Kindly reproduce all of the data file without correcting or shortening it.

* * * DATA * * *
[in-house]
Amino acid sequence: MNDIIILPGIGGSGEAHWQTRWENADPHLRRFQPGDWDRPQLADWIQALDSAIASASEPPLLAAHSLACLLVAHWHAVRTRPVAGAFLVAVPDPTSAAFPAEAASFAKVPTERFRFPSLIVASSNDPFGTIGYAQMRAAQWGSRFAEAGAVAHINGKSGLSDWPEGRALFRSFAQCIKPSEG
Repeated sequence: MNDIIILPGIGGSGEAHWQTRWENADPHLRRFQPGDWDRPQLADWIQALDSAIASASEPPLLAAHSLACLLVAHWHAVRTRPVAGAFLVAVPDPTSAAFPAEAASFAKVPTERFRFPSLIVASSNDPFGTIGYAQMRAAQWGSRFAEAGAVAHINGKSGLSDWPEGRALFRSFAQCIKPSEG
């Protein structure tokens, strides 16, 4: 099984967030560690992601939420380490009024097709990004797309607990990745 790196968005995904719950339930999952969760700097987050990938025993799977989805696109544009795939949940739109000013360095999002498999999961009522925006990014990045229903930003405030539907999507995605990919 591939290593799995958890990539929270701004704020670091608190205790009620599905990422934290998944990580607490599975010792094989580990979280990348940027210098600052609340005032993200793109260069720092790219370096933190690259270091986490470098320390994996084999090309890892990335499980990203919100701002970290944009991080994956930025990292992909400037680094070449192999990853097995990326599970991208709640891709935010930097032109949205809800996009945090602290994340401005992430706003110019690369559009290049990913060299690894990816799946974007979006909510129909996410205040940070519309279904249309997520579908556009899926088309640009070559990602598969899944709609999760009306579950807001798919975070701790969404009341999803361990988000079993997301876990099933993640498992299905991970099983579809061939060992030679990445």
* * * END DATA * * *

[in-house]
Amino acid sequence: MNDIIILPGIGGSGEAHWQTRWENADPHLRRFQPGDWDRPQLADWIQALDSAIASASEPPLLAAHSLACLLVAHWHAVRTRPVAGAFLVAVPDPTSAAFPAEAASFAKVPTERFRFPSLIVASSNDPFGTIGYAQMRAAQWGSRFAEAGAVAHINGKSGLSDWPEGRALFRSFAQCIKPSEG
Repeated sequence: MNDIIILPGIGGSGEAHWQTRWENADPHLRRFQPGDWDRPQLADWIQALDSAIASASEPPLLAAHSLACLLVAHWHAVRTRPVAGAFLVAVPDPTSAAFPAEAASFAKVPTERFRFPSLIVASSNDPFGTIGYAQMRAAQWGSRFAEAGAVAHINGKSGLSDWPEGRALFRSFAQCIKPSEG
């Protein structure tokens, strides 16, 4: 099984967030560690992601939420380490009024097709990004797309607990990745 790196968005995904719950339930999952969760700097987050990938025993799977989805696109544009795939949940739109000013360095999002498999999961009522925006990014990045229903930003405030539907999507995605990919 591939290593799995958890990539929270701004704020670091608190205790009620599905990422934290998944990580607490599975010792094989580990979280990348940027210098600052609340005032993200793109260069720092790219370096933190690259270091986490470098320390994996084999090309890892990335499980990203919100701002970290944009991080994956930025990292992909400037680094070449192999990853097995990326599970991208709640891709935010930097032109949205809800996009945090602290994340401005992430706003110019690369559009290049990913060299690894990816799946974007979006909510129909996410205040940070519309279904249309997520579908556009899926088309640009070559990602598969899944709609999760009306579950807001798919975070701790969404009341999803361990988000079993997301876990099933993640498992299905991970099983579809061939060992030679990445």